Everywhere you look these days, you find the seemingly exponential growth of Twitter . After dominating the world of upcoming social media lately, Twitter is now looking to gain a powerful foothold outside of Silicon Valley. The company posted yesterday an opening for a "Government Liaison" in Washington D.C. Twitter says they are trying to make their product more effective for "policymakers, political organizations, and government officials and agencies." The listing notes that they are building a "public policy department" to influence lawmakers to support Twitter's policy needs with patent law, net neutrality, consumer privacy and more unforeseen issues.

Twitter is by no means the first social media company to try and conquer Capitol Hill.  Facebook has been heavily invested in lobbying for several causes in recent years. In June 2009, Facebook hired notable former ACLU senior counsel Timothy Sparapani to head their lobbying division in Washington and advocate for them to Congress. Facebook is the leader in confronting regulation of internet companies that collect, store and use people's personal data. Only eight months after they added a dedicated lobbyist, Facebook expanded their Washington division twice over, adding a "public policy manager" and "public policy associate" to the team.

However, when it comes to tech companies staking their claim to Washington, Google, as always, is the biggest kid on the block . Spending $1.38 million in the first quarter of 2010 alone on lobbying, Google has shown that they are willing to do what it takes to make the changes they want in Washington. John Simpson, from Consumer Watchdog, told Investor's Business Daily that Google is "one of the biggest high-rollers as far as lobbying goes". Still, they are up against even heavier hitters in the fight for net neutrality and privacy issues: main opponent AT&T spent a total of  $14.7 million in 2010, mostly in direct opposition to Google's efforts.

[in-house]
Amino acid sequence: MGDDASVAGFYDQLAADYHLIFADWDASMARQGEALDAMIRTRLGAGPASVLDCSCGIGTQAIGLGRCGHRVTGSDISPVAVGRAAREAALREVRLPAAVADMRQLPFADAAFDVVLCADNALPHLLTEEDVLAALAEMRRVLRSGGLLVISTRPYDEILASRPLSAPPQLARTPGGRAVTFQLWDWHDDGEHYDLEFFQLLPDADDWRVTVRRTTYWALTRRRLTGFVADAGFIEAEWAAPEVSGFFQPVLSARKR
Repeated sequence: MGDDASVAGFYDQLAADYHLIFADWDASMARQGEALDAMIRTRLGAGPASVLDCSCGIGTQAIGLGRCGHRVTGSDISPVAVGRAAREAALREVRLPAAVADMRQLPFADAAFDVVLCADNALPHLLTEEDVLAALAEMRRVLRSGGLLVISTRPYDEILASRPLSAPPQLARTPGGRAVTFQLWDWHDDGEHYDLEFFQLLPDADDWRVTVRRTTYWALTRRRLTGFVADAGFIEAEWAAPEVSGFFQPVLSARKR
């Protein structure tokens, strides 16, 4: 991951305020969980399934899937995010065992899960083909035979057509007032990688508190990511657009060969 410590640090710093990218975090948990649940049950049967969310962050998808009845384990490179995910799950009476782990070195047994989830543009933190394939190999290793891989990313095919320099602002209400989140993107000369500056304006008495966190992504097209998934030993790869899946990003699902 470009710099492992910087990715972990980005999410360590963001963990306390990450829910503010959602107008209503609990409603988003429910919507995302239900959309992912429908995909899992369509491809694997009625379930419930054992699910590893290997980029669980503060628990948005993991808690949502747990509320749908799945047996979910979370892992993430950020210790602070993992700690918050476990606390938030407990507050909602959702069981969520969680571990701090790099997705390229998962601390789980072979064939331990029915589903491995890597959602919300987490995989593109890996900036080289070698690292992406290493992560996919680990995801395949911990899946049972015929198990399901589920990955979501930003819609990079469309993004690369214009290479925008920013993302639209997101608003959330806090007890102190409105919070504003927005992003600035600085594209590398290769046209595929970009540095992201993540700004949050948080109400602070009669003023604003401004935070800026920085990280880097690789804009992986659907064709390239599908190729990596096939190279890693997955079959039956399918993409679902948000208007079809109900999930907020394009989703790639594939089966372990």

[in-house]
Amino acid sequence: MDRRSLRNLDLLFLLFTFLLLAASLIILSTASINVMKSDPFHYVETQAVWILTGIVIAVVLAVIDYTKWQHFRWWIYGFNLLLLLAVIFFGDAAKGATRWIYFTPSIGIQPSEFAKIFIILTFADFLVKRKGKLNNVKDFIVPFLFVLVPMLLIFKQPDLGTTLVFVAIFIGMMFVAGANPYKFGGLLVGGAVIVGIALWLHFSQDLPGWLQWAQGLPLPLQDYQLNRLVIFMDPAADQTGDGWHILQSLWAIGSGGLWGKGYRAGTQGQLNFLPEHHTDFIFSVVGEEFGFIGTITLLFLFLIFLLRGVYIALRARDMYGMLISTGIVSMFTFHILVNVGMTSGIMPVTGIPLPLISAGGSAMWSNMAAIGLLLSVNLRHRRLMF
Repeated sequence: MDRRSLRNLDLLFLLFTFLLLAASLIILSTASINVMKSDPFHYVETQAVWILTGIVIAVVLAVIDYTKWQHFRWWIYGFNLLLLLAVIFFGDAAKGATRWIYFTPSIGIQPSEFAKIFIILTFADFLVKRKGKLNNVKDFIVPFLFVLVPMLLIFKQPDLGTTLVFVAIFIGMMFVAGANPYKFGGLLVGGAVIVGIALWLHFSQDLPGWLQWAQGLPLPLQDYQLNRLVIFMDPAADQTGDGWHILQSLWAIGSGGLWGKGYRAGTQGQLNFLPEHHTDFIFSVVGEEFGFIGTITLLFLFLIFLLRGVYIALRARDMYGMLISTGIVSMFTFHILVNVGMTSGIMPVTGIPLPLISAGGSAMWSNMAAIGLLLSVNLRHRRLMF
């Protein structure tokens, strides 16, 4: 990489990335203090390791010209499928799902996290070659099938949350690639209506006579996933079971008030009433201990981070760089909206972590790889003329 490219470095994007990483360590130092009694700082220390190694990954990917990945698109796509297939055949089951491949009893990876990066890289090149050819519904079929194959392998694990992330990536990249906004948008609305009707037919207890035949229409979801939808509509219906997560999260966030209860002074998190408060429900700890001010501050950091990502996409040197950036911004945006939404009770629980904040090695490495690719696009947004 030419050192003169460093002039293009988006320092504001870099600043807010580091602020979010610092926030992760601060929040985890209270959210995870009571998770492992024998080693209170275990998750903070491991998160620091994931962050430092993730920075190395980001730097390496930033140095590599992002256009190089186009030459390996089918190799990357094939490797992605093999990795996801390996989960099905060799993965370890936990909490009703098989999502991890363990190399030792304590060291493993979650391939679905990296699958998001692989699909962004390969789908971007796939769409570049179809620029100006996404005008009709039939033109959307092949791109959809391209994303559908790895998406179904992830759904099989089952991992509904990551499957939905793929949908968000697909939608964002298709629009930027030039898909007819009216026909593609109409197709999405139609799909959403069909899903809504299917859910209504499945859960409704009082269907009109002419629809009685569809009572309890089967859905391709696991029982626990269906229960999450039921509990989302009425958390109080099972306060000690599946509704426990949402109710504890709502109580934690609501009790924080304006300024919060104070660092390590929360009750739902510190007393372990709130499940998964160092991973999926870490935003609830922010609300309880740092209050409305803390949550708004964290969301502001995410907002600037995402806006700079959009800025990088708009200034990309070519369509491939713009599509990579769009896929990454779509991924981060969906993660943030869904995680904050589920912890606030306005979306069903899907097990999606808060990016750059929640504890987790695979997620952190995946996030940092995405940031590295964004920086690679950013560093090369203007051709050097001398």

Another important player in the Washington tech-lobbying scene is Research In Motion , the Canadian telecommunications firm that manufacture the most necessary Washington accessory-the Blackberry. After paying out a $612 million settlement from a patent lawsuit in 2006, Research In Motion has stepped up it's lobbying efforts, doubling the size of their Washington team in 2009 and spending $675,000 in the first quarter of 2010, up from their fourth-quarter total of $545,000 last year. Most of this money has gone towards further patent disputes, and, according to the Associated Press , "legislation on an inventory of U.S. radio spectrum" and  "the trade of minerals from conflict-ridden countries like the Congo" which are used in their electronics.

Twitter has now entered the political spectrum, so we can most likely see more tweets sent from the halls of power in our Nation's Capital. However, their added presence to the already exploding field of tech lobbying may be a drop in the bucket compared to the efforts of huge multinational corporations who already have their pockets open in Washington.